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State of the Art - Background

There is a well-documented relationship between speed and collisions. Excessive and inappropriate speed is estimated to be the single biggest contributory factor in fatal road crashes. Speed - which encompasses excessive speed and inappropriate speed - contributes as much as one-third of fatal accidents and is an aggravating factor in all accidents.

A systemic approach to speed management requires work on three fundamental pillars:

- infrastructure design and planning: setting appropriate and identifiable speed limits;

- education and enforcement: driver behaviour and police enforcement;

- in-built technology: speed management achieved through intrinsic vehicle parameters.

While much work and attention has been given to the first two pillars, arguably less effort has been put into the third. Management of speed can be arranged by intrinsic parameters such as vehicle design, an idea that has been at the core of developments in speed management technology. As a consequence, ShLOW will give a considerable emphasis on speed management technologies, such as Intelligent Speed Assistance (ISA) systems.


The project was designed to:

1. Disseminate research:

The project will help to disseminate high quality research, carried out by experts and the EU, to wider areas of society thanks to the 'Speed Management Lectures', the Speed Management Camp and the students' initiatives under the ShLOW 'Challenge'. Students in particular will be actively involved in promoting this knowledge to greater areas of society (e.g. local authorities, companies, consumers and the wider public);

2. Invest in future transport decision-makers:

By making students across Europe aware of the link between safety and sustainability, ShLOW must be seen as an investment in the future of high quality transport research. Many of the students addressed will become transport decision-makers in their countries;

3. Enforce the 'shared responsibility';

4. Act as a conduit for ongoing activities on speed management:

The students selected within ShLOW will have the opportunity to run an individual action that can be linked to and amplify existing national or local initiatives on speed;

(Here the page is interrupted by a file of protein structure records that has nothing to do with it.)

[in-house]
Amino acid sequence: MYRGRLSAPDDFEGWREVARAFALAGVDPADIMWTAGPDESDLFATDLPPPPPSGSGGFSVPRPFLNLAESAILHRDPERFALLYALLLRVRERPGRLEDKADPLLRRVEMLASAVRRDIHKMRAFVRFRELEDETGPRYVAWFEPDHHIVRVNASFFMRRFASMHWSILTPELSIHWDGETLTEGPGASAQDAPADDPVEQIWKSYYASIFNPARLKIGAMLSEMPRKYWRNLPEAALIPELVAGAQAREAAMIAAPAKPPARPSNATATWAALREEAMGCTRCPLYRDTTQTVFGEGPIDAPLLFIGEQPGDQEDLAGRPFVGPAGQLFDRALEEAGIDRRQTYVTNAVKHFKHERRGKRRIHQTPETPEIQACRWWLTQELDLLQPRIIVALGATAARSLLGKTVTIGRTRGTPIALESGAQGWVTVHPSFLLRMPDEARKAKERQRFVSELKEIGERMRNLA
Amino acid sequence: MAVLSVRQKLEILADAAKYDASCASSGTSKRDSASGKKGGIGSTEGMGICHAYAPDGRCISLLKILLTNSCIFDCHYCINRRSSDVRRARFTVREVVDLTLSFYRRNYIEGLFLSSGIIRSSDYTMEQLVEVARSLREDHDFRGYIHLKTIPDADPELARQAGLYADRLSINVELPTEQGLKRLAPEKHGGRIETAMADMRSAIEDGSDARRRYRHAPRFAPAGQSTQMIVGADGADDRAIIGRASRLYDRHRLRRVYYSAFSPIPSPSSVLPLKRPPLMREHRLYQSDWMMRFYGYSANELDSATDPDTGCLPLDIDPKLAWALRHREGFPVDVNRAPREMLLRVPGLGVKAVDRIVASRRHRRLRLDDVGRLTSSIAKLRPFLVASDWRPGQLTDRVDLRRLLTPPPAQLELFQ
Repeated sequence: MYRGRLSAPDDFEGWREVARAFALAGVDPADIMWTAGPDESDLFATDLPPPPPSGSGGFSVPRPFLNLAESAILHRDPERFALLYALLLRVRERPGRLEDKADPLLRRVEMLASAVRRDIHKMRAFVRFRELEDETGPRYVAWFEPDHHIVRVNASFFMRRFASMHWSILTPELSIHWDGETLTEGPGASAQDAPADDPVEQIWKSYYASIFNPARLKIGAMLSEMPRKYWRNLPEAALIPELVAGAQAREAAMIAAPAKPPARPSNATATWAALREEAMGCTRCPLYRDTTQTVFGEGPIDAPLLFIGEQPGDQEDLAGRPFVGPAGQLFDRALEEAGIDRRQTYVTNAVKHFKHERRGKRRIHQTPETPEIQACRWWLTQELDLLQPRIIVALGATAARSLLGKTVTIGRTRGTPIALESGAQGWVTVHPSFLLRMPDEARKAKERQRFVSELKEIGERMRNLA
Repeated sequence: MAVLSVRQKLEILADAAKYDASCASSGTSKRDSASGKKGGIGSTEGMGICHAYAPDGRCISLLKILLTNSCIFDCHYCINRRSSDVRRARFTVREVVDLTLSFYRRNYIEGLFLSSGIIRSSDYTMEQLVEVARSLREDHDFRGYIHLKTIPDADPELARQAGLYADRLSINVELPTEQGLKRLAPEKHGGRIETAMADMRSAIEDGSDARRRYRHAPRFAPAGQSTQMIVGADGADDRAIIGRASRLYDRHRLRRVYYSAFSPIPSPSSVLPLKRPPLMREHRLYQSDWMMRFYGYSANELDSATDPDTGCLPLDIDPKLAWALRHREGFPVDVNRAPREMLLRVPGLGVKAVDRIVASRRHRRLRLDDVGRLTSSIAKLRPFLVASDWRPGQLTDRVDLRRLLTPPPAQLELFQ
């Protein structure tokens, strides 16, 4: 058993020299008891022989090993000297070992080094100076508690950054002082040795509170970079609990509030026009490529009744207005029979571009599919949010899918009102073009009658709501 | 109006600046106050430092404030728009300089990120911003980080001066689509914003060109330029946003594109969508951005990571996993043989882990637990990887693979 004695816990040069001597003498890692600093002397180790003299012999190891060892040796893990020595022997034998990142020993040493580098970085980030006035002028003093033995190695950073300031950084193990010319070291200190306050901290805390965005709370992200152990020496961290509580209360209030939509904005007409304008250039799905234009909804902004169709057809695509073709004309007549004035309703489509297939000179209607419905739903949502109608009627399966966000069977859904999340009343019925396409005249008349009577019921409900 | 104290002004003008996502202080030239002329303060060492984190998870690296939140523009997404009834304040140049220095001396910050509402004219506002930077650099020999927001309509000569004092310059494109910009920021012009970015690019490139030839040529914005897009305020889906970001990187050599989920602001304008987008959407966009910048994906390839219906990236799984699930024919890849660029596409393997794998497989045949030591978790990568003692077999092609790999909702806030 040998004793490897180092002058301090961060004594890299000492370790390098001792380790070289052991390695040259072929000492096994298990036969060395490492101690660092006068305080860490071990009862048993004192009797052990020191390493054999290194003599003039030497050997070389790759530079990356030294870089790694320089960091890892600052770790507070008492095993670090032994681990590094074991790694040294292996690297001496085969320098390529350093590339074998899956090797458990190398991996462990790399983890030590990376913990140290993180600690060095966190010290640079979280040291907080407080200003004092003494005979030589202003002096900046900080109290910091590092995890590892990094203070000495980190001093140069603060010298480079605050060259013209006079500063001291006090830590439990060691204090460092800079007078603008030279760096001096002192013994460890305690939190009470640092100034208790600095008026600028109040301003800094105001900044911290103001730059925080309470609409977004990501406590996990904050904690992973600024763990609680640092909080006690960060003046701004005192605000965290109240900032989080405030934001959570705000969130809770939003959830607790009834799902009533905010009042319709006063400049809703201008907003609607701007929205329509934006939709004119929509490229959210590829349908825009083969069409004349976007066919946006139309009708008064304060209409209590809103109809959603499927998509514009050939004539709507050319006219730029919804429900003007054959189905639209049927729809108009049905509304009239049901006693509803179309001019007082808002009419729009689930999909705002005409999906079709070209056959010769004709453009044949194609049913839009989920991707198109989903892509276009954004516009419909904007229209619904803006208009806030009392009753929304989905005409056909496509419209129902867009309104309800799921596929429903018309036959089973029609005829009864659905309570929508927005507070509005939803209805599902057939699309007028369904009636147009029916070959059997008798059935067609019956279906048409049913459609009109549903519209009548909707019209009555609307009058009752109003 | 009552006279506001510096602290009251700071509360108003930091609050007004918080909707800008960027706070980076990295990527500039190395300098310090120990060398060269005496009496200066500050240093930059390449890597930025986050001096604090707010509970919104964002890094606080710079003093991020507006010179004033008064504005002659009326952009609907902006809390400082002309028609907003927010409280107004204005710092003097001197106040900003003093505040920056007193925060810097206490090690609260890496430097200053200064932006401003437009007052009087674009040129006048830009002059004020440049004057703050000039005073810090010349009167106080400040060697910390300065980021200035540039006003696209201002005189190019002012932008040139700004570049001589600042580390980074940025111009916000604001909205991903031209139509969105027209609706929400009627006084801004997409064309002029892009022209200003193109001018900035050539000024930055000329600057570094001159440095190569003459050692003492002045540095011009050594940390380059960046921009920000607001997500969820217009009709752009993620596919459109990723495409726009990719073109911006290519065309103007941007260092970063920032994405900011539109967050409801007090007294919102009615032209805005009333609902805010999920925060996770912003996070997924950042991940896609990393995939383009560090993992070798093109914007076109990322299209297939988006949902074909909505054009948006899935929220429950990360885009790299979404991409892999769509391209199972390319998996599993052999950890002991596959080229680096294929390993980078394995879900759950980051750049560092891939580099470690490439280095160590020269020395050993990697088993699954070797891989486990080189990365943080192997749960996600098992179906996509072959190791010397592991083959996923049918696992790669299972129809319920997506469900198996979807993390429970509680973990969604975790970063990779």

5. To disseminate best practice across Europe;

6. Encourage new efforts:

To encourage new initiatives/research in the field of speed management.

Description of Work

Preparation and management

First 6 months: a ShLOW steering committee was set up and made up of 3 staff members from 23 of the 14 consortium's organisations. ETSC also set up a ShLOW website, which was regularly updated throughout the project.

The Lecture

During months 7 to 12, representatives from the ShLOW beneficiaries gave a series of lectures at 57 universities across Europe. The lectures were delivered by the in-country project beneficiaries. The lectures presented the entire ShLOW programme to students who were then encouraged to apply.

The Challenge

The students will carry out their projects and raise public awareness on Speed Management. The objective will be to run a small-scale speed management project and possibly to get a commitment from an organisation, a public body or a private company. The students are supported by ETSC, the project beneficiaries, and ETSC's 'in country' member organisations.

The Award Ceremony

The students who succeed in running a successful initiative will receive an award during the conference that will take place in Brussels in 2010.

National experts will present their country's perspective on speed management and exchange best practices, and successful students selected within SHLOW will present their initiatives.

There will be representatives of public bodies, NGOs, European Institutions, private companies and journalists.

Expected Results

The expected results are:

- to have dedicated students undertake speed management activities within their local surroundings in ten EU countries;

- to spread the knowledge from transport research into speed management across Europe;

- to improve road safety and reduce greenhouse gas emissions;

- to motivate students to develop a career in the field of sustainable and safe road transportation.

The project wants to promote solutions that are scarcely implemented, like intelligent speed-assistance systems. The project is intended to reach beneficiaries within the public at large since it will be subject to public scrutiny through media coverage and the organisation of events.

Three strategic elements ensure that students are not the only recipients of ShLOW. Local authorities, young professionals working in transportation, small and medium-size enterprises and NGOs are all affected by the project thanks to:

- The ShLOW Lectures: many stakeholders concerned with speed management had a chance to attend the lectures given at universities;

- The Students' Challenge: students selected within ShLOW will have to demonstrate evidence from transport research into speed by undertaking an awareness-raising campaign;

- The Award Ceremony: Stakeholders with a 'shared responsibility' in reducing road death and injury, and experts on safety will have a chance to attend the award ceremony.